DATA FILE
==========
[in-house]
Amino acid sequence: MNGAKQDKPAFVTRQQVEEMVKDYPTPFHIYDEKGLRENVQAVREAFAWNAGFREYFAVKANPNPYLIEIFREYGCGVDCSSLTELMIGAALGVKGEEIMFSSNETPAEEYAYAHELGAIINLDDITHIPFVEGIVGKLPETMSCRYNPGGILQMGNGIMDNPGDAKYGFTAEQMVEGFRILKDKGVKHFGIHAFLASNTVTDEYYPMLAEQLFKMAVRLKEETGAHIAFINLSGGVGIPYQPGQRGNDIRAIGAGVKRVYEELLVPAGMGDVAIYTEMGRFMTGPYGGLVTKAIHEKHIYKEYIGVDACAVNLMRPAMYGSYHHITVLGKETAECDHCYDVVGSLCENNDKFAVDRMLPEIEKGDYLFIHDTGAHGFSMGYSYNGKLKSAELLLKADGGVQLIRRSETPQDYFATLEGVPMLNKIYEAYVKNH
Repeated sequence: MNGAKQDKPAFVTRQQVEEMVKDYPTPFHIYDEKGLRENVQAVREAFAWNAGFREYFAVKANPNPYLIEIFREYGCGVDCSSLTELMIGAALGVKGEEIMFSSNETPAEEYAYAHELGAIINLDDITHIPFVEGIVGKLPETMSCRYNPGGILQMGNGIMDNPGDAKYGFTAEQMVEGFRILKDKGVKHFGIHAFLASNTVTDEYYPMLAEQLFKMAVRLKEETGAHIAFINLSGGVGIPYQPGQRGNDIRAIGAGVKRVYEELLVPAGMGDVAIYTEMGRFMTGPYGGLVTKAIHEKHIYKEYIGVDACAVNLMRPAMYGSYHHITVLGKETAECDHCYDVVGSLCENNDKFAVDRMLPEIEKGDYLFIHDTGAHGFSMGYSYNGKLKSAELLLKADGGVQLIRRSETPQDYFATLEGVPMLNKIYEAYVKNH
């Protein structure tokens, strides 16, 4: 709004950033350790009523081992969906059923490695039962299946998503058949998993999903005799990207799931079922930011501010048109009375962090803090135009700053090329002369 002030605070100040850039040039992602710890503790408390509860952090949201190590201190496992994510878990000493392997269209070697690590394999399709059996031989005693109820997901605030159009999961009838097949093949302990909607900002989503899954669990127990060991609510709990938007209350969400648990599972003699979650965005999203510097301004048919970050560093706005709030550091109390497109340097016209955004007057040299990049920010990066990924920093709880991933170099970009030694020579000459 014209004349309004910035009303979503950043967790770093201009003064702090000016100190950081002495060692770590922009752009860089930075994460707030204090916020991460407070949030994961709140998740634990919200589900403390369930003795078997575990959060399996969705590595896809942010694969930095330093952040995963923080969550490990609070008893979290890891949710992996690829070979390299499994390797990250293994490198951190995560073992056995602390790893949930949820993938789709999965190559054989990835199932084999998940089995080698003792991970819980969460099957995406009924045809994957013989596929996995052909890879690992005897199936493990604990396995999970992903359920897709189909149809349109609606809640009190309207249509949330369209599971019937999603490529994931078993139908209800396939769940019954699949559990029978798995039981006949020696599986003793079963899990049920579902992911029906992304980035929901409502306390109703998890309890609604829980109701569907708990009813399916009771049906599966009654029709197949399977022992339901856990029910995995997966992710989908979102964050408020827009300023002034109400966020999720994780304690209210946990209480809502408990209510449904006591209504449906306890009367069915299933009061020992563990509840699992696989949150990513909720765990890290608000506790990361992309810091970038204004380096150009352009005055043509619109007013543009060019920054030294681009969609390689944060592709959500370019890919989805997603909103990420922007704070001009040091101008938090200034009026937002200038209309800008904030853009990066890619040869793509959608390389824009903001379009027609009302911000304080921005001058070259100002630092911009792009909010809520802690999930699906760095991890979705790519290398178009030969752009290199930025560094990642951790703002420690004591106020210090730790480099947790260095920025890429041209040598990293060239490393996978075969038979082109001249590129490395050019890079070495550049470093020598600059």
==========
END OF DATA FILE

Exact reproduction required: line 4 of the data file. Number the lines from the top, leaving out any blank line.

């Protein structure tokens, strides 16, 4: 709004950033350790009523081992969906059923490695039962299946998503058949998993999903005799990207799931079922930011501010048109009375962090803090135009700053090329002369 002030605070100040850039040039992602710890503790408390509860952090949201190590201190496992994510878990000493392997269209070697690590394999399709059996031989005693109820997901605030159009999961009838097949093949302990909607900002989503899954669990127990060991609510709990938007209350969400648990599972003699979650965005999203510097301004048919970050560093706005709030550091109390497109340097016209955004007057040299990049920010990066990924920093709880991933170099970009030694020579000459 014209004349309004910035009303979503950043967790770093201009003064702090000016100190950081002495060692770590922009752009860089930075994460707030204090916020991460407070949030994961709140998740634990919200589900403390369930003795078997575990959060399996969705590595896809942010694969930095330093952040995963923080969550490990609070008893979290890891949710992996690829070979390299499994390797990250293994490198951190995560073992056995602390790893949930949820993938789709999965190559054989990835199932084999998940089995080698003792991970819980969460099957995406009924045809994957013989596929996995052909890879690992005897199936493990604990396995999970992903359920897709189909149809349109609606809640009190309207249509949330369209599971019937999603490529994931078993139908209800396939769940019954699949559990029978798995039981006949020696599986003793079963899990049920579902992911029906992304980035929901409502306390109703998890309890609604829980109701569907708990009813399916009771049906599966009654029709197949399977022992339901856990029910995995997966992710989908979102964050408020827009300023002034109400966020999720994780304690209210946990209480809502408990209510449904006591209504449906306890009367069915299933009061020992563990509840699992696989949150990513909720765990890290608000506790990361992309810091970038204004380096150009352009005055043509619109007013543009060019920054030294681009969609390689944060592709959500370019890919989805997603909103990420922007704070001009040091101008938090200034009026937002200038209309800008904030853009990066890619040869793509959608390389824009903001379009027609009302911000304080921005001058070259100002630092911009792009909010809520802690999930699906760095991890979705790519290398178009030969752009290199930025560094990642951790703002420690004591106020210090730790480099947790260095920025890429041209040598990293060239490393996978075969038979082109001249590129490395050019890079070495550049470093020598600059």